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2 hours ago, rossman said:

Your issue sounds similar what big-phil experienced back in 2009 except you aren't hearing the turbo flutter as he was. The solution, as recommended by Tony D was to go with a .82 turbine.

 

 

 

 

Thanks for the the link from 2009. It certainly seems to apply here.  I even commented haha.  I think I'm going to swap in a .82 exhaust turbine after I check for the obvious issues. I was worried about spool so I went with the .63. My guess is that the new (larger) compressor is choked earlier than I expected. Looking at the dyno graphs, the engine goes worse as early as 3K RPM. My hope is that the .82 get's me back to my older dyno results plus a bit better. 

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1 minute ago, Bernardd said:

Call Jeffp about a .82 turbine housing.  He might have one for you.  Have you verified that your blowoff and wg are not opening?  While I didn't do testing on the dyno with my old setup I went through a similar issue with a stage 3 .63 vs a .82 exhaust housing.  The .82 took about 300 more rpm to achieve max boost but the power difference was very noticeable.  I can't remember my trap speeds but it was obvious that the spool vs power wasn't significant enough to keep the smaller housing installed.  The smaller housing also made the engine more sensitive to detonation.  That was my experience.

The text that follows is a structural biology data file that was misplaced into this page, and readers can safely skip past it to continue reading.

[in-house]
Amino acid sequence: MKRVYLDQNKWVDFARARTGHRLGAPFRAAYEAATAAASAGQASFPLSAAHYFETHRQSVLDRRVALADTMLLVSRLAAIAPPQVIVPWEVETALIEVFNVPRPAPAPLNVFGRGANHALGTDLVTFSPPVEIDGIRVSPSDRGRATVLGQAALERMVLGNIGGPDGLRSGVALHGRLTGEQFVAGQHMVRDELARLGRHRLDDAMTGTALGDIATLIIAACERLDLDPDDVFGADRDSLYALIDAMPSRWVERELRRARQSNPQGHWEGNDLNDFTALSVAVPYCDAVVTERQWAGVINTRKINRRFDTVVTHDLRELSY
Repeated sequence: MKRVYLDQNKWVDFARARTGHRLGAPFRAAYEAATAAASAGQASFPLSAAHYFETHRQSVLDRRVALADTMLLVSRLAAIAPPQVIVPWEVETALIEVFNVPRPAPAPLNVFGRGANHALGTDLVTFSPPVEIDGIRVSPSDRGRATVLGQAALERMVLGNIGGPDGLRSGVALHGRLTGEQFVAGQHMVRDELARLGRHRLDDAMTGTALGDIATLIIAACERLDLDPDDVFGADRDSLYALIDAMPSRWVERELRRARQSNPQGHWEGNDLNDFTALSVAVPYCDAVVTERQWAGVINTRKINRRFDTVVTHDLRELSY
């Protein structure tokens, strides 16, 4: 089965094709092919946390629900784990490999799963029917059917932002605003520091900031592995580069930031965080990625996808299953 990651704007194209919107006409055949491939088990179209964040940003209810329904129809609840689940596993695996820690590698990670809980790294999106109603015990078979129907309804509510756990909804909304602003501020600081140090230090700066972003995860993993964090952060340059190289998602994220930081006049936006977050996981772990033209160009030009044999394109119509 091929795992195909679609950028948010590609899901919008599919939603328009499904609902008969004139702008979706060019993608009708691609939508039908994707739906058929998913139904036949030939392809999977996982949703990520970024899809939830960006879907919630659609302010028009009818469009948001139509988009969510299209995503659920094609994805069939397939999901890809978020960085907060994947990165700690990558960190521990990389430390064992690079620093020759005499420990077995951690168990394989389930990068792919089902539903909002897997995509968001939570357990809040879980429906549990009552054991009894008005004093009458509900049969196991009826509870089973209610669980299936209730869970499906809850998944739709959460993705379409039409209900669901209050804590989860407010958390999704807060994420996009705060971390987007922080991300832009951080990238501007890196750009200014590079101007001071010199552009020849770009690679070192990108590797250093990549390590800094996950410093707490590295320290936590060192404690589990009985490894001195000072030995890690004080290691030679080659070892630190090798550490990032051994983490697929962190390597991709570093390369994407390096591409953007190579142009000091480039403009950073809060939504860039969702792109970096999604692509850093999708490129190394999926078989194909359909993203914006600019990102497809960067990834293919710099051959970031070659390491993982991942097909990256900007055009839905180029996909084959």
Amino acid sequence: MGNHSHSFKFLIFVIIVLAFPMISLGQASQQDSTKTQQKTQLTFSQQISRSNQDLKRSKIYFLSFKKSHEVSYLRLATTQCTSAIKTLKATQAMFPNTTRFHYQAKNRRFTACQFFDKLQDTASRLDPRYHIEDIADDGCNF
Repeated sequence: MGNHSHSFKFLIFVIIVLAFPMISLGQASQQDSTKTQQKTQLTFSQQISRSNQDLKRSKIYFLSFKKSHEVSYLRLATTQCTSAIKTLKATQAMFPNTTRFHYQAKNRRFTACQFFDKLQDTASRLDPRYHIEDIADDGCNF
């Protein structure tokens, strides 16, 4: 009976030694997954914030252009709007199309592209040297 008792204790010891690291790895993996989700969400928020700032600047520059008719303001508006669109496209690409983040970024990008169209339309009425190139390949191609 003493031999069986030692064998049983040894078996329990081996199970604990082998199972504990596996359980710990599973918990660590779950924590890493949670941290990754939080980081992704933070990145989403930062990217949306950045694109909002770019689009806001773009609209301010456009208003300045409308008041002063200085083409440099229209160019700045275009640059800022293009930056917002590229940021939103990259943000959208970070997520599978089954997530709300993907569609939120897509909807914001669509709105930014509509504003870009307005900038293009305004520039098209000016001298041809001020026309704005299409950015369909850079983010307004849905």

Hi Bernardd, I have been stubborn about keeping the .63 due to spool but I think it's time to make the change. The dyno shop I work with wants to tap my exhaust manifold to check back pressure, which would prove all this scientifically, but that adds even more cost and time. My turbine is a Tial v-band setup. Is that what JeffP uses?

 

I have not checked my BOV and WG because they seemed to be working as they should. My Tial 44mm wastegate has springs that put me at 13psi with the boost controller off. It is controlling boost well until 22psi. I am bleeding boost after the "stonewall" occurrs. Boost is super stable until then.